http://tonefromheaven.com/ is probably the best resource I've come across. Another good one: http://www.gilmourish.com/?page_id=205
 

aydee

Platinum Member
Well Gilmour's tone, whilst exceptional, isn't too difficult to re-create. Basically you have to have a nice Strat with a medium output, the right delay settings and most importantly, the right compressor and distortion/overdrive. I can get quite close with my Rocktron compressor and MXR Zakk Wyde, but for 'true' Gilmour (depending on the era) you want an MXR Dynacomp (at least) and a Fuzz Face (for up to 'Meddle'-era tones) or a Russian Big Muff for some of the slightly later work. Gilmour has actually used a number of compressors as well and uses several on a single concert depending on the sound he's after and often uses more than one at a time. I'm not an expert on Gilmour, but there are some good web resources on his tone.

http://tonefromheaven.com/ is probably the best resource I've come across.

I remember reading a very comprehensive article on how Guilmour created his sound.
Though I'm quite limited in my knowledge of guitar processing, this article read like a NASA space shuttle launch procedure. I'll see if I can pull it out and PM it to you.

great links.
 
M

Mediocrefunkybeat

Guest
I'd like to read that.

The thing is with Gilmour that people make incorrect assumptions about his processing. They assume he's running fairly clean and they also assume that he's running a reverb module. Both, very incorrect, he actually uses a lot more gain than people realise, but this is tamed by the delay and the compression. Because he uses so much compression to drive his distortion, his tone doesn't tend to peak in the same way that some distorted tones do and so cleverly gives the impression he's running cleaner than he is. He really does saturate it though. Of all the Gilmour I've heard, the best I've ever heard is the 'Live At Pompeii' film during the instrumental section of 'Echoes, Part 1'. He unleashes this guitar part that sounds absolutely seismic. Godly. It's magnificent.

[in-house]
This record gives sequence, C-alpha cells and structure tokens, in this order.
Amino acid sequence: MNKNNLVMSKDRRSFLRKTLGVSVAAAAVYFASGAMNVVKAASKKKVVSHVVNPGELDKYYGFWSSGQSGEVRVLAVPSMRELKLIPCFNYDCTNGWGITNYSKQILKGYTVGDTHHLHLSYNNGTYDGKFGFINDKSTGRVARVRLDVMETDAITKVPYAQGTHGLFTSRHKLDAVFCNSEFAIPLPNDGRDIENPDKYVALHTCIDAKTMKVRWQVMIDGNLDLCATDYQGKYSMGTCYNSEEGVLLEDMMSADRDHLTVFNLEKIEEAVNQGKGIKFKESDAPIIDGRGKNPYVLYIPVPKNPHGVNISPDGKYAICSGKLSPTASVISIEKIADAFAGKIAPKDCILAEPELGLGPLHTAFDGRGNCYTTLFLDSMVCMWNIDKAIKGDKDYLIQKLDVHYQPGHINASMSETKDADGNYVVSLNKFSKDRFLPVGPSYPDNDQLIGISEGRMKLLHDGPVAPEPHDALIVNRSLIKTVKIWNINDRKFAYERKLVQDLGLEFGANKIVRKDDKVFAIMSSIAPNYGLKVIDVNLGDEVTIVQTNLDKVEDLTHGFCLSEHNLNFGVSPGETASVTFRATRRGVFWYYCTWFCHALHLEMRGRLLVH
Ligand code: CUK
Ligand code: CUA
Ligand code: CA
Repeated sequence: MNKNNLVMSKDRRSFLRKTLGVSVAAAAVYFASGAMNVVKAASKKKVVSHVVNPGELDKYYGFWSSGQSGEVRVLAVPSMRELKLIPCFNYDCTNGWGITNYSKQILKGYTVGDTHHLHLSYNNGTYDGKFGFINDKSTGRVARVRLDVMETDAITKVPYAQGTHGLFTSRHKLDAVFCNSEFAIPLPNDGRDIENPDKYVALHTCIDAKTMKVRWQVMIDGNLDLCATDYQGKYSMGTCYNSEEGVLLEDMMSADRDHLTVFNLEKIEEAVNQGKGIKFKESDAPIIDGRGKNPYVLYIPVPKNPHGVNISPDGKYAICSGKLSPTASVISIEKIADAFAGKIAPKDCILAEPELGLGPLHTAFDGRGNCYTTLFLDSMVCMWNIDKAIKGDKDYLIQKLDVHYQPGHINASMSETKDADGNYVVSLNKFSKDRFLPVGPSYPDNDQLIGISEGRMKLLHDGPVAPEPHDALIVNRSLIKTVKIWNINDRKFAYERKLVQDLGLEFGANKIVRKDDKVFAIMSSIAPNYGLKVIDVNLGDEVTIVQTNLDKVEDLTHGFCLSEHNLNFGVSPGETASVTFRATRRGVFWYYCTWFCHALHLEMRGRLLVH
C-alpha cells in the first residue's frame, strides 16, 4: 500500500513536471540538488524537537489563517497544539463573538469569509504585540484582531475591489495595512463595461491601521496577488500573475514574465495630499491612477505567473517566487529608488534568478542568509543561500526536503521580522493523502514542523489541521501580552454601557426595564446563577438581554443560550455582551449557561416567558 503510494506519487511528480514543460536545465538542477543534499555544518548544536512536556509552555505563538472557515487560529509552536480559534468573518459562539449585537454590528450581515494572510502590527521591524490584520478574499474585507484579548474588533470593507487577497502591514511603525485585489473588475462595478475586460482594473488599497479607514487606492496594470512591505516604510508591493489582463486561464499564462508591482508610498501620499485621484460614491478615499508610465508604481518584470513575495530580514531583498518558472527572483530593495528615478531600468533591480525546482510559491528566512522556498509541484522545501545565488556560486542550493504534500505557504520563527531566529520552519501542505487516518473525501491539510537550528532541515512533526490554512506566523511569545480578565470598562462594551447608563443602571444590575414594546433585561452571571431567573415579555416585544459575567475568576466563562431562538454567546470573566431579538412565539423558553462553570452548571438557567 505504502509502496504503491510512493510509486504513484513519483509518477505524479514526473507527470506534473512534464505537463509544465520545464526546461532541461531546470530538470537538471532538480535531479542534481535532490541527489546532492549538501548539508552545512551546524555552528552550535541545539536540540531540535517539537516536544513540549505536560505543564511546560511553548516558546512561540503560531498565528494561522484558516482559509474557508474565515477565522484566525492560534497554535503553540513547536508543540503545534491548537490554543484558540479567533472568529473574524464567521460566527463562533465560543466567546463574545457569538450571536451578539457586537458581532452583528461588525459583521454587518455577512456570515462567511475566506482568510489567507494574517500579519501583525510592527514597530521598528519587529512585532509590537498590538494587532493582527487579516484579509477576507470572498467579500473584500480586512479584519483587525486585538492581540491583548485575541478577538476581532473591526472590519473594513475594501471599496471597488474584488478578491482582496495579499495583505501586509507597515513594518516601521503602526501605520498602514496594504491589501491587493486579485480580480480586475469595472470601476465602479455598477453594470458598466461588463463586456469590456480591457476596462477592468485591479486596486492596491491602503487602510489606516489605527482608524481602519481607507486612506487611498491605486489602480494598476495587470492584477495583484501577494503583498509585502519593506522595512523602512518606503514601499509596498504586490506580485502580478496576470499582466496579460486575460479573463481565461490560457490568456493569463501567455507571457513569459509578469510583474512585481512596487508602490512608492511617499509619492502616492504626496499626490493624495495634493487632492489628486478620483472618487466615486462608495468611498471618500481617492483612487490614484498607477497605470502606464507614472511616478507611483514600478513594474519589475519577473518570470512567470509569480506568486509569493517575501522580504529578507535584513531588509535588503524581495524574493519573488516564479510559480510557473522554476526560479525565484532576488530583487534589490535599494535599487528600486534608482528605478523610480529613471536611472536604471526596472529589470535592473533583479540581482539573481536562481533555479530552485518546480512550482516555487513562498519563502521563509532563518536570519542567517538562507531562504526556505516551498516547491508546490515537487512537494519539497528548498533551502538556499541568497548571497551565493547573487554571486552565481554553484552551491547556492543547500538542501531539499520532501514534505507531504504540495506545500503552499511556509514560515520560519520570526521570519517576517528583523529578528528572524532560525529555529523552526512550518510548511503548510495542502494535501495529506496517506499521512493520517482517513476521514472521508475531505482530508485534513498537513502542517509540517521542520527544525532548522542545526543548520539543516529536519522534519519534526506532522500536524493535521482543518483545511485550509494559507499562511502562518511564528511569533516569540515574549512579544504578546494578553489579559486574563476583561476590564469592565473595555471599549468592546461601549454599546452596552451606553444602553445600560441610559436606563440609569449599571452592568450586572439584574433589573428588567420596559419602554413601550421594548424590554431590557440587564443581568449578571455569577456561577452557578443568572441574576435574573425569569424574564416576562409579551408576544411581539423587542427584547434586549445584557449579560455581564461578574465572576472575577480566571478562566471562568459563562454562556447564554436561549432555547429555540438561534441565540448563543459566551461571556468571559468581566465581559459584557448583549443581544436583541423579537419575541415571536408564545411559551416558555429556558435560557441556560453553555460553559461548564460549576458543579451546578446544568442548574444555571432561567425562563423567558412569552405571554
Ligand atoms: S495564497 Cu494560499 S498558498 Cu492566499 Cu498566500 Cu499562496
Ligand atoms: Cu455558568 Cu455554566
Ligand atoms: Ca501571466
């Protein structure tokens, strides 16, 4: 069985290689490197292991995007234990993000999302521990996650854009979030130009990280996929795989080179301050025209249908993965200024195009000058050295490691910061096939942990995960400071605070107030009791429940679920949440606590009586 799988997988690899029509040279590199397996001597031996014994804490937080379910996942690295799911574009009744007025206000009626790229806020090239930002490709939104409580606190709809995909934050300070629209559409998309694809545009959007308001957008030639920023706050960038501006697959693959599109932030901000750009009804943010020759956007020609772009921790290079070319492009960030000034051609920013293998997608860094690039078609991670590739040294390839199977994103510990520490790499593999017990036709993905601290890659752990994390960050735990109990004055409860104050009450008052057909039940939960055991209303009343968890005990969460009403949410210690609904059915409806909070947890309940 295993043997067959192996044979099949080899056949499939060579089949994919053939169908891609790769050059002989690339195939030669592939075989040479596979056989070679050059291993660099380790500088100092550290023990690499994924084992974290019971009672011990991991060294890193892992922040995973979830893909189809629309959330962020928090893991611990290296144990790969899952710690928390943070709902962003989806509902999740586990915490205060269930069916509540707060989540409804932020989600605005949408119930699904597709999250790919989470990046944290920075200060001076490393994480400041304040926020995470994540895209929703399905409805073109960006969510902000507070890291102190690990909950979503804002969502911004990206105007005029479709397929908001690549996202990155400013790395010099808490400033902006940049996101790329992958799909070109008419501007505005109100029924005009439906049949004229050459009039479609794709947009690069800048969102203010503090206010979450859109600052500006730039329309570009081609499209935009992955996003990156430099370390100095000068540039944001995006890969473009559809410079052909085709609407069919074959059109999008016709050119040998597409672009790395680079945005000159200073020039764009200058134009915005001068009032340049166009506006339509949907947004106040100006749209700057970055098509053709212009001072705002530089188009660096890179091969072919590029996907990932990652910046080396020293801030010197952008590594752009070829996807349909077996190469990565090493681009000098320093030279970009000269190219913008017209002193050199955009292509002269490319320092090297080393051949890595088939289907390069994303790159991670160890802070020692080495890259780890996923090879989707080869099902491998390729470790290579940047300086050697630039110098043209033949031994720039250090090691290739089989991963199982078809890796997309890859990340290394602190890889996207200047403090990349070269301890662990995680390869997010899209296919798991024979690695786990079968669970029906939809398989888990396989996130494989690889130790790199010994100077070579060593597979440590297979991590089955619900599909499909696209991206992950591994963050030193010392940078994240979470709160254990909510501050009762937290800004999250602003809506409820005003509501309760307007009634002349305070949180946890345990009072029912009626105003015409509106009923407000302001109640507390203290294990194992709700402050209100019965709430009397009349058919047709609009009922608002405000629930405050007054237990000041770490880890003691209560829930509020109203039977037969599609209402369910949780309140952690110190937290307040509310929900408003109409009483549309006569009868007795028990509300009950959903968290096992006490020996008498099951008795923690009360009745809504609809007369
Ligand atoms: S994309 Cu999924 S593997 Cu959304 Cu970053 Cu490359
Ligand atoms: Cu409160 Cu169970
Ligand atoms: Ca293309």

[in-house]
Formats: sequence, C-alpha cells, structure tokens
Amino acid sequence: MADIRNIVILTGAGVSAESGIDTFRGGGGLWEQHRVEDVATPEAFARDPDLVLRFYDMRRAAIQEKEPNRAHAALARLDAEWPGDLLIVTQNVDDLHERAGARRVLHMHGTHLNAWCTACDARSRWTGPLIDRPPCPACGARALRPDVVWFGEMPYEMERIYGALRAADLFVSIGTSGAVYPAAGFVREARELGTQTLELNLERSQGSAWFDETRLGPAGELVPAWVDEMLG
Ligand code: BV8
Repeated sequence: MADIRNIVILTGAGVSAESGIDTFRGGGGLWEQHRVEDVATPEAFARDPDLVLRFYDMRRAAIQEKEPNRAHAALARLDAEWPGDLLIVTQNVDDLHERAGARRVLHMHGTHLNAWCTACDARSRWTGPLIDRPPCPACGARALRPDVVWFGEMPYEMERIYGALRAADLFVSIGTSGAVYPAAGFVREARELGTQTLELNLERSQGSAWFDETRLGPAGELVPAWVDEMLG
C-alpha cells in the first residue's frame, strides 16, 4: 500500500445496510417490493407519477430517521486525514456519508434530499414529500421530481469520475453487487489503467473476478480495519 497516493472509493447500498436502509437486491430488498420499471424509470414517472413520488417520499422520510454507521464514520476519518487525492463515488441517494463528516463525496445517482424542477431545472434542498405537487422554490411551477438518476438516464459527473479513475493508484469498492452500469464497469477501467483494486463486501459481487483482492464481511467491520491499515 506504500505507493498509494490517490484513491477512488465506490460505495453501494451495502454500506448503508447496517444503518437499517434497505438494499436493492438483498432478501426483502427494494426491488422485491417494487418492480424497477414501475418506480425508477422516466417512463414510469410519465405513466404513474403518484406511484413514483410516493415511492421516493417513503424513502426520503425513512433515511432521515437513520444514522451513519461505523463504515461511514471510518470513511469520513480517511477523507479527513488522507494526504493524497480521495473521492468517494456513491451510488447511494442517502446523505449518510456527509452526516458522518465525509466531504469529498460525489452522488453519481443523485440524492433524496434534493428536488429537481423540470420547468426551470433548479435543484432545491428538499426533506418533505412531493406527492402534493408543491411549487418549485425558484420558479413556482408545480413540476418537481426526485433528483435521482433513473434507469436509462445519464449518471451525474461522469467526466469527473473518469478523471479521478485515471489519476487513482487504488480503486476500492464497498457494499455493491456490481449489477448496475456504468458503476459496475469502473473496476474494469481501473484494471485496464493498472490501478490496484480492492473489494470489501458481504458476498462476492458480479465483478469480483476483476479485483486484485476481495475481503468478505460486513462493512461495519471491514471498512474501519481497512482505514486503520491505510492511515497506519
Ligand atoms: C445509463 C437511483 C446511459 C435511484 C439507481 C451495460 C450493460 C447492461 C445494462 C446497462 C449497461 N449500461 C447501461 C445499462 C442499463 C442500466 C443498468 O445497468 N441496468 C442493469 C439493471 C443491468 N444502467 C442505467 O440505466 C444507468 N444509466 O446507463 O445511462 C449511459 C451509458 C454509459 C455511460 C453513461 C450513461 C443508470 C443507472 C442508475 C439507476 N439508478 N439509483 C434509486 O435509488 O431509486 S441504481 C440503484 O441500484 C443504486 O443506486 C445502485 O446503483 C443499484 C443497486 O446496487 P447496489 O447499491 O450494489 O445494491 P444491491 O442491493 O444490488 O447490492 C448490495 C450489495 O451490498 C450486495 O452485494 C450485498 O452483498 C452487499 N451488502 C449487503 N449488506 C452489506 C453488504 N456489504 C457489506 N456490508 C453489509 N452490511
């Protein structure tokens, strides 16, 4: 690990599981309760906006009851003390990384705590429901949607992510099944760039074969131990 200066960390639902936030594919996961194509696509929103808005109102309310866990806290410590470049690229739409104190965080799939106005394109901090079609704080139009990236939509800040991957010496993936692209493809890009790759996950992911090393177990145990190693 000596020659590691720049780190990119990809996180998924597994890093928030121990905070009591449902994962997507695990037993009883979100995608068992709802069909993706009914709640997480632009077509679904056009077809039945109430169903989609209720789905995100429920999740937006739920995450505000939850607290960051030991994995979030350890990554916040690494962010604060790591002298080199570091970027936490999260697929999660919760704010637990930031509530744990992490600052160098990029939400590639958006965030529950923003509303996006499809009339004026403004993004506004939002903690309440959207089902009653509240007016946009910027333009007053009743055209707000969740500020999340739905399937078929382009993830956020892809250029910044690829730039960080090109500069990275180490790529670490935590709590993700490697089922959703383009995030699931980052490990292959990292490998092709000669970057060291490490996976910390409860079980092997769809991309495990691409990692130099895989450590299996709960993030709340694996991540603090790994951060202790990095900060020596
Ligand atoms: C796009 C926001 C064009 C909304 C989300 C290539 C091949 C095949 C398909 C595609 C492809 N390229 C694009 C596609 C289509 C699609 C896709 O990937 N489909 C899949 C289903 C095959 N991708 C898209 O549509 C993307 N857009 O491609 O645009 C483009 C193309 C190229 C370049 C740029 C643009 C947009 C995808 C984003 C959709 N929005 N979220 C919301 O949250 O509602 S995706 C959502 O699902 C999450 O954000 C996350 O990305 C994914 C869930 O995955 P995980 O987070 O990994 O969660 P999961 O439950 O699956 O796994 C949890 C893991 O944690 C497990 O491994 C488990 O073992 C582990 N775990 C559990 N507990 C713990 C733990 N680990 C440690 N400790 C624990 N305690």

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crdirtRider856

Silver Member
. Of all the Gilmour I've heard, the best I've ever heard is the 'Live At Pompeii' film during the instrumental section of 'Echoes, Part 1'. He unleashes this guitar part that sounds absolutely seismic. Godly. It's magnificent.

Ahh yes, Pompeii,Echoes is Magnificent indeed, along with Saucerfull of Secrets. Man I love that movie, mindblowing in a way, considering the circumstance of what they had for technology at the time, true innovators in everysense of the world. NOW as far as tribute bands, what say we start a Syd experience, as long as I can take the drums...seeing that you can play guitar and all. I guess for practice we could meet in the middle, which would probable be somewhere in the middle of the Atlantic ocean. I m all for it! lol!
 
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Mediocrefunkybeat

Guest
We can practice over a hyrdothermal vent in the Mid-Atlantic Ridge. Any drug dealers here own a boat?

I'll try and learn the rest of 'Astronomy Domine' then...
 

aydee

Platinum Member
I'd like to read that.

The thing is with Gilmour that people make incorrect assumptions about his processing. They assume he's running fairly clean and they also assume that he's running a reverb module. Both, very incorrect, he actually uses a lot more gain than people realise...

Yes! that was exactly the point of the article. As Lord Mounbatten once said of Gandhi : " It costs the country a fortune to keep him in poverty".
 

crdirtRider856

Silver Member